Google Project Zero Expert Shares Details of a Five-Year-Old Apple Safari Exploit

SafariVulnerability

Researchers from the Google Project Zero team have disclosed details of a vulnerability within Apple Safari. The team says the vulnerability was actively exploited in the wild.

Tracked as CVE-2022-22620, the vulnerability saw its first fix in 2013. However, by 2016, experts found a way to bypass the fix. The vulnerability has since been fixed.

Vulnerability in Apple Safari Sticks Around for Five Years

The zero-day vulnerability has been addressed by Apple in the WebKit affecting iOS, iPadOS, macOS and Safari, which may have been actively exploited in the wild. While there was a fix by Apple back in February, it is a use-after-free issue that could see exploitation by processing maliciously crafted HTLM web content. This leads to arbitrary code execution.

Essentially, use-after-free (UAF) is a vulnerability that relates to incorrect use of dynamic memory during program operation. After freeing a memory location, if a program does not the clear the pointer to that memory, a hacker is able to use that error to hack the program.

A security advisory published by Apple stated, “Processing maliciously crafted web content may lead to arbitrary code execution. Apple is aware of a report that this issue may have been actively exploited”.

Additionally, Google researcher Maddie Stone adds, “A use after free issue was addressed with improved memory management. The vulnerability then continued to exist for 5 years until it was fixed as an in-the-wild 0-day in January 2022.”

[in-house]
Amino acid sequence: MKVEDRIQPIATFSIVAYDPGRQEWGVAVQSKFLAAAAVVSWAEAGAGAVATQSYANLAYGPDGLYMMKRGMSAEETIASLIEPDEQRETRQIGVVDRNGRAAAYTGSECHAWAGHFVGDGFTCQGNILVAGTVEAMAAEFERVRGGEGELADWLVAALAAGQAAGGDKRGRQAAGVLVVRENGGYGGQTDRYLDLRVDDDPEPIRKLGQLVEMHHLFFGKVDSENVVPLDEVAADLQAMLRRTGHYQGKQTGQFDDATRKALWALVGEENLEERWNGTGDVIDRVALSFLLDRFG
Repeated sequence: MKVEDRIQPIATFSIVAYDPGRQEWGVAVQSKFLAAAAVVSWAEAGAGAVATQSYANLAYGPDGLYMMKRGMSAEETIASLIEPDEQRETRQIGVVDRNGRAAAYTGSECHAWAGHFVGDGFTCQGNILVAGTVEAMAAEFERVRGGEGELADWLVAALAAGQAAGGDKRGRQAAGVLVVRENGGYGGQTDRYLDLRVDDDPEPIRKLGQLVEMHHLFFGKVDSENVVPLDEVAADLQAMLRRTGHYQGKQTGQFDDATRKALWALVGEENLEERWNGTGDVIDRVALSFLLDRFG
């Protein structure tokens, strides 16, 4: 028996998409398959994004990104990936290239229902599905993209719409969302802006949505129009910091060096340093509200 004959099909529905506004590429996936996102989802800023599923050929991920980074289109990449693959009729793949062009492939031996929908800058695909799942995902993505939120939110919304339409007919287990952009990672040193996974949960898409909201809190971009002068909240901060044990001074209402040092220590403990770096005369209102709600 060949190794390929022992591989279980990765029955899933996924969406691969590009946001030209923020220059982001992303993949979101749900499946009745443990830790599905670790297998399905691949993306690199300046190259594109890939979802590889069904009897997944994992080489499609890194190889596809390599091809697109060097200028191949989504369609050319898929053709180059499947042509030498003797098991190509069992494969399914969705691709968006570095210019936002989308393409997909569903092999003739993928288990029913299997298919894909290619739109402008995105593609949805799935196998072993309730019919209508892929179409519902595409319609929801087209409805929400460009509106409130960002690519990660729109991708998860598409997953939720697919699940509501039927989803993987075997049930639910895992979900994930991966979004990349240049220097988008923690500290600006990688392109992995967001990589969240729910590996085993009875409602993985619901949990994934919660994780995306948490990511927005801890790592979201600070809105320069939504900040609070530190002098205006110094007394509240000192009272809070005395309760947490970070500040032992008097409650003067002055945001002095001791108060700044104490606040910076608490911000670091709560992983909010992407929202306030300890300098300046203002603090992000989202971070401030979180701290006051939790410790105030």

An anonymous researcher was the one to report the vulnerability, Cupertino addressed the issue by improving memory management.

Stone analyzed changes to Safari over the years, starting by analyzing the code for the patch shared by Apple as well as the description of the issue from the security bulletin stating that the vulnerability is use-after-free.

Stone stated,

“Whenever I’m doing a root cause analysis on a browser in-the-wild 0-day, along with studying the code, I also usually search through commit history and bug trackers to see if I can find anything related. I do this to try and understand when the bug was introduced, but also to try and save time.”

Tracking the Timeline

Additionally, the researcher also observed that commits dated October 16 and December 16 were very large. Stone also discovered that the commit in October changed 40 files with 900 additions and 1225 deletions. Concerning the commit in December, it changed 95 files with 1336 additions and 1325 deletions.

An expert concludes that the vulnerability was saw a complete fix in 2013, though during a refactoring in 2016 the fix saw a regression. Therefor, between December 2016 and January 2022 the vulnerability once agains was able to exist.

The expert also concluded that the developers responding to the 2013 bug report followed “a lot of best-practices”.

This serves as a reminder to keep your devices updated to the latest OS. Users should also makes sure that their apps are completely up to date as well.

Users can read the full report here.

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